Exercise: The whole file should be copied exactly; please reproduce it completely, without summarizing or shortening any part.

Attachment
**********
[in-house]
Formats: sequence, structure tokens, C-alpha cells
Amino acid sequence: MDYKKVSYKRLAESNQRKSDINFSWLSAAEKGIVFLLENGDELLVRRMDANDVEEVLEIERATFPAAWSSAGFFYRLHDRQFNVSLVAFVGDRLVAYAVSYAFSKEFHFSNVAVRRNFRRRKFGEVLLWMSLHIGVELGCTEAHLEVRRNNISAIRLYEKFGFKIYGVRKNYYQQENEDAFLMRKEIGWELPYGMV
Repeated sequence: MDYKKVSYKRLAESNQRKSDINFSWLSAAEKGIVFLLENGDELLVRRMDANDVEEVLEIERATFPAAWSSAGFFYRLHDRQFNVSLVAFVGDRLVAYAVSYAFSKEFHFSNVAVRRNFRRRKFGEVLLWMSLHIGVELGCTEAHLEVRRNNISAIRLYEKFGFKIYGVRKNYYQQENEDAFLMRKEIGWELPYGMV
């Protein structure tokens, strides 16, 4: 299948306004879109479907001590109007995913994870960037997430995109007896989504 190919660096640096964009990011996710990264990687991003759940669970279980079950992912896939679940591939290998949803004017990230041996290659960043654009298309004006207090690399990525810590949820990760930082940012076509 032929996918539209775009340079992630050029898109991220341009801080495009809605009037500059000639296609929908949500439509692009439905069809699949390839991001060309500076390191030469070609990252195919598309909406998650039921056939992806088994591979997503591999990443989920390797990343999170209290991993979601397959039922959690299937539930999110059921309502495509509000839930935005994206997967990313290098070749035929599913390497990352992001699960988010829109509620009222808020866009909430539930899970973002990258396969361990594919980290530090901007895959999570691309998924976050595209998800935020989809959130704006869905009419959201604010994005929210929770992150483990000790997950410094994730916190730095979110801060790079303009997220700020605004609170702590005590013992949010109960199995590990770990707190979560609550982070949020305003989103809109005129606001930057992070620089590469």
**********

[in-house]
Formats: sequence, structure tokens, C-alpha cells
Amino acid sequence: MDYKKVSYKRLAESNQRKSDINFSWLSAAEKGIVFLLENGDELLVRRMDANDVEEVLEIERATFPAAWSSAGFFYRLHDRQFNVSLVAFVGDRLVAYAVSYAFSKEFHFSNVAVRRNFRRRKFGEVLLWMSLHIGVELGCTEAHLEVRRNNISAIRLYEKFGFKIYGVRKNYYQQENEDAFLMRKEIGWELPYGMV
Repeated sequence: MDYKKVSYKRLAESNQRKSDINFSWLSAAEKGIVFLLENGDELLVRRMDANDVEEVLEIERATFPAAWSSAGFFYRLHDRQFNVSLVAFVGDRLVAYAVSYAFSKEFHFSNVAVRRNFRRRKFGEVLLWMSLHIGVELGCTEAHLEVRRNNISAIRLYEKFGFKIYGVRKNYYQQENEDAFLMRKEIGWELPYGMV
């Protein structure tokens, strides 16, 4: 299948306004879109479907001590109007995913994870960037997430995109007896989504 190919660096640096964009990011996710990264990687991003759940669970279980079950992912896939679940591939290998949803004017990230041996290659960043654009298309004006207090690399990525810590949820990760930082940012076509 032929996918539209775009340079992630050029898109991220341009801080495009809605009037500059000639296609929908949500439509692009439905069809699949390839991001060309500076390191030469070609990252195919598309909406998650039921056939992806088994591979997503591999990443989920390797990343999170209290991993979601397959039922959690299937539930999110059921309502495509509000839930935005994206997967990313290098070749035929599913390497990352992001699960988010829109509620009222808020866009909430539930899970973002990258396969361990594919980290530090901007895959999570691309998924976050595209998800935020989809959130704006869905009419959201604010994005929210929770992150483990000790997950410094994730916190730095979110801060790079303009997220700020605004609170702590005590013992949010109960199995590990770990707190979560609550982070949020305003989103809109005129606001930057992070620089590469």